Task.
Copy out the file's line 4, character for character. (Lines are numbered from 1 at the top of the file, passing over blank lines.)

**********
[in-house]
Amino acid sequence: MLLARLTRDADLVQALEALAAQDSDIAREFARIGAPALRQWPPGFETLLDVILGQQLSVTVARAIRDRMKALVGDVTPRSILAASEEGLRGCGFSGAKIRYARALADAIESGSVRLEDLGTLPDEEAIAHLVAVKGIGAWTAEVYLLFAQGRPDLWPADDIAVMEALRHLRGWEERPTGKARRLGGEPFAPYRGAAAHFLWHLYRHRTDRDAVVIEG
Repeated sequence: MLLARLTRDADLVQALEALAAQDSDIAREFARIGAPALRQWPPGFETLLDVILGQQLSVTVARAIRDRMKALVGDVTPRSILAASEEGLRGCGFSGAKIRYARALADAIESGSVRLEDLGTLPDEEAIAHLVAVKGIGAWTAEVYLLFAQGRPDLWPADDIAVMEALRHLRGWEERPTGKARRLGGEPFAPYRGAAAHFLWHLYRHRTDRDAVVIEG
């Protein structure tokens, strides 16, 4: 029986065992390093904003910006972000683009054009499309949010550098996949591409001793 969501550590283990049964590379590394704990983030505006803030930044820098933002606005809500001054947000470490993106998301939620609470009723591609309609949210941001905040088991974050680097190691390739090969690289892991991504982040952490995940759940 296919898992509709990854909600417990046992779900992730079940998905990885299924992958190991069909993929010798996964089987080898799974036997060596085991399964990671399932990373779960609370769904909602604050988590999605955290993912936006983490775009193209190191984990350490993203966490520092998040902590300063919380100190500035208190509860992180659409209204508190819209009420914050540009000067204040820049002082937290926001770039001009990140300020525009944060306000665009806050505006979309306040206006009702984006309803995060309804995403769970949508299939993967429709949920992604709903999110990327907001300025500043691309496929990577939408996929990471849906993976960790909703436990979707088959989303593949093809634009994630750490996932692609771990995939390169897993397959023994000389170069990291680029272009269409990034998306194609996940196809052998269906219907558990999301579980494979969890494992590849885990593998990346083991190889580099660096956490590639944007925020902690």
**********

């Protein structure tokens, strides 16, 4: 029986065992390093904003910006972000683009054009499309949010550098996949591409001793 969501550590283990049964590379590394704990983030505006803030930044820098933002606005809500001054947000470490993106998301939620609470009723591609309609949210941001905040088991974050680097190691390739090969690289892991991504982040952490995940759940 296919898992509709990854909600417990046992779900992730079940998905990885299924992958190991069909993929010798996964089987080898799974036997060596085991399964990671399932990373779960609370769904909602604050988590999605955290993912936006983490775009193209190191984990350490993203966490520092998040902590300063919380100190500035208190509860992180659409209204508190819209009420914050540009000067204040820049002082937290926001770039001009990140300020525009944060306000665009806050505006979309306040206006009702984006309803995060309804995403769970949508299939993967429709949920992604709903999110990327907001300025500043691309496929990577939408996929990471849906993976960790909703436990979707088959989303593949093809634009994630750490996932692609771990995939390169897993397959023994000389170069990291680029272009269409990034998306194609996940196809052998269906219907558990999301579980494979969890494992590849885990593998990346083991190889580099660096956490590639944007925020902690």